The Milwaukee Journal Sentinel reported yesterday that leaders from the House of Representatives and the Senate announced legislation to establish a federal ban on bisphenol-a in all food and beverage containers intended for use with children under 3 years old.
The move came on the heels of two other major announcements:
- The six largest baby bottle makers agreed to stop selling polycarbonate bottles in the U.S.
- Sunoko, a chemical manufacturer, became the first chemical manufacturer to voluntarily require their manufacturing clients to guarantee that BPA will not be used in food or water containers in products intended for children.
The bills call for an immediate end to the production of food and drink containers made with BPA – including canned baby formula, which is arguably the largest single source of BPA exposure for infants. The legislation falls nicely in line with the Kid-Safe Chemical, Act which supports a much needed overhaul of the nation's current toxic chemical regulatory law, the Toxic Substances Control Act (TSCA).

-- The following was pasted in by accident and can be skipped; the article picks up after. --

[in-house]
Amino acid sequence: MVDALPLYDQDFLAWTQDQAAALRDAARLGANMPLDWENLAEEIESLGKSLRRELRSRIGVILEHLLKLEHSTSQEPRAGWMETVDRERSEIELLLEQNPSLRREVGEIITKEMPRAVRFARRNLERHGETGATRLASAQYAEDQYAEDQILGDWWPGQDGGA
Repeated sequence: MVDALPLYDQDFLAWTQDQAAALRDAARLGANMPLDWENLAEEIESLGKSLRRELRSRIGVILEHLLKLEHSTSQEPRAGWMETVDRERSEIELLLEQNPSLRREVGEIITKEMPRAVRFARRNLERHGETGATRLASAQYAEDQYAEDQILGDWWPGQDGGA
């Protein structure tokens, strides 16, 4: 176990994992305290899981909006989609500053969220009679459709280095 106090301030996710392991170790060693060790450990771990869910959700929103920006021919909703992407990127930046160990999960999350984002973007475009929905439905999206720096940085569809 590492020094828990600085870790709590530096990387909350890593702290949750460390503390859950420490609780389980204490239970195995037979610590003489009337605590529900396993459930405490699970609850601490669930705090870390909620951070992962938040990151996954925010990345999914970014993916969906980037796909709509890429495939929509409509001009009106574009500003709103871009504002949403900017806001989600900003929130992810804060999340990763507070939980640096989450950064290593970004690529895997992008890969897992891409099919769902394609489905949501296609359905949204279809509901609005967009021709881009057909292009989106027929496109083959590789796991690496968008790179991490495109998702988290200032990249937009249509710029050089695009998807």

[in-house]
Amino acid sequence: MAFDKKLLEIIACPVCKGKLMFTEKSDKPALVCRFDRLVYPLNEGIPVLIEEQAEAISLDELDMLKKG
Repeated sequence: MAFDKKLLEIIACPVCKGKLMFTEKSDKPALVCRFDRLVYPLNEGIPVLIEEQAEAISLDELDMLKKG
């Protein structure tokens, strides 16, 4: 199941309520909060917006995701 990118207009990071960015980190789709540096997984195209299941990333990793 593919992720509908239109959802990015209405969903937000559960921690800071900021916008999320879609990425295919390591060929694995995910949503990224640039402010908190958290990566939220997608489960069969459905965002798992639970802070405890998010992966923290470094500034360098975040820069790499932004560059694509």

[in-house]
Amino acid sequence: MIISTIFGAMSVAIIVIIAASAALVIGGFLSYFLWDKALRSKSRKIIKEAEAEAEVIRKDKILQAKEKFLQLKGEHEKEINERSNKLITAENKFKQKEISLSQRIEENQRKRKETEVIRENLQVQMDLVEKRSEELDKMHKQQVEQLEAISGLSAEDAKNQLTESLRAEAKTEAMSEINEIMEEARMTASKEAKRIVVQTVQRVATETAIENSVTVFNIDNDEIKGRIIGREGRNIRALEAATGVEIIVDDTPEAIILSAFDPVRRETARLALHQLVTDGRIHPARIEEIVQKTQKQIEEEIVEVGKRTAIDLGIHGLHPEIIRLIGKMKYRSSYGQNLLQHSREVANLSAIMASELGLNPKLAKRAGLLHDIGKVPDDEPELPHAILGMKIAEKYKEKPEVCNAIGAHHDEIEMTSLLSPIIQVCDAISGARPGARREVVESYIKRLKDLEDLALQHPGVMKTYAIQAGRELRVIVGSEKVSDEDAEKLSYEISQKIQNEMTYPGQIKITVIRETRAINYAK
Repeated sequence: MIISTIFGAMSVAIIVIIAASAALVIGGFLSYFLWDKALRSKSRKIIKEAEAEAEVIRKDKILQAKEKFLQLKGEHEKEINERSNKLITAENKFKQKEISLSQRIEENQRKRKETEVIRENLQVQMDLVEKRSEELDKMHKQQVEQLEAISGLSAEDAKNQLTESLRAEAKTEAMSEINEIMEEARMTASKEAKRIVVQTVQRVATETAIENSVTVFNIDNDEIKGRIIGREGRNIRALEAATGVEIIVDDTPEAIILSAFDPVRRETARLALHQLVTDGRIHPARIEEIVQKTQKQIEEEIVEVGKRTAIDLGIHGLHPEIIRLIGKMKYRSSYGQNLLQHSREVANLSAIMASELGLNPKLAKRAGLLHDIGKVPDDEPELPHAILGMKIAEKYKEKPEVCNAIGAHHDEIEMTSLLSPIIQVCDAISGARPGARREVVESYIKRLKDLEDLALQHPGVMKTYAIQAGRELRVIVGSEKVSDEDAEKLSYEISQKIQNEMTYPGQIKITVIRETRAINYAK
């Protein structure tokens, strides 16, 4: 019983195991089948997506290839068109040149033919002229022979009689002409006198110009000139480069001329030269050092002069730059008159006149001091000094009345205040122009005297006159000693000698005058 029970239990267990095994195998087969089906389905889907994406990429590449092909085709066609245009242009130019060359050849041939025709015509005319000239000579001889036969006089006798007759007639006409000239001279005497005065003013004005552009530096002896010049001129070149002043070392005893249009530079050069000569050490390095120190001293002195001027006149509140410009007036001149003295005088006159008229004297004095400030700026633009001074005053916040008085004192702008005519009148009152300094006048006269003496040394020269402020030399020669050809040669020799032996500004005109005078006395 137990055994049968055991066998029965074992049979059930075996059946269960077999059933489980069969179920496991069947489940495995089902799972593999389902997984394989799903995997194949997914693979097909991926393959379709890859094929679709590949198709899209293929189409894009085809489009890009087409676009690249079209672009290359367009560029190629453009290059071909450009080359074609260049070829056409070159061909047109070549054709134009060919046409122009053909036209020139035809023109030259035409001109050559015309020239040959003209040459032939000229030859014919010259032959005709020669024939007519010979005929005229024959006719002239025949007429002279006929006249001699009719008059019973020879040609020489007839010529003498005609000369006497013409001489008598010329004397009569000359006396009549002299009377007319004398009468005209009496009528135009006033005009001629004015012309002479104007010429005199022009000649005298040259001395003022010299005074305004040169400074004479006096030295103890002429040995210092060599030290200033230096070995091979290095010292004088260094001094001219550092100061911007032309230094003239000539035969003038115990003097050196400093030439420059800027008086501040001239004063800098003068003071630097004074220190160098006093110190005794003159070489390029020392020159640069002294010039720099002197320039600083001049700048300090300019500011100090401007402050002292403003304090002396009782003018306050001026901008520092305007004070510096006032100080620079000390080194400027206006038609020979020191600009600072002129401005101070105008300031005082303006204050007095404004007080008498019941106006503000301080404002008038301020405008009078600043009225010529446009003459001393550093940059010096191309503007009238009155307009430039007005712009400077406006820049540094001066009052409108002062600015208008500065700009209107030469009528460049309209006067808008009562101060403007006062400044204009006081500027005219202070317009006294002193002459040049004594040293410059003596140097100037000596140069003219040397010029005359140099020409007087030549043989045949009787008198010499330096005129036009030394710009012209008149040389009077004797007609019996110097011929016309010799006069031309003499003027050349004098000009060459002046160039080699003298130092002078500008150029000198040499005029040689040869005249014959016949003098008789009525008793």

As of now, TSCA does not require chemicals to be proven safe before being placed on the market. Under federal law, the EPA does not have the authority to demand the information it needs to evaluate a chemical's risk, and neither manufacturers nor the EPA are required to prove a chemical's safety as a condition of use. The Kid-Safe Chemical Act aims to change all this through reforming the TSCA to require that new chemicals be safety tested before they are sold and that chemical manufacturers test and prove that the 62,000 chemicals already on the market that have never been tested are indeed safe in order for them to remain in commerce.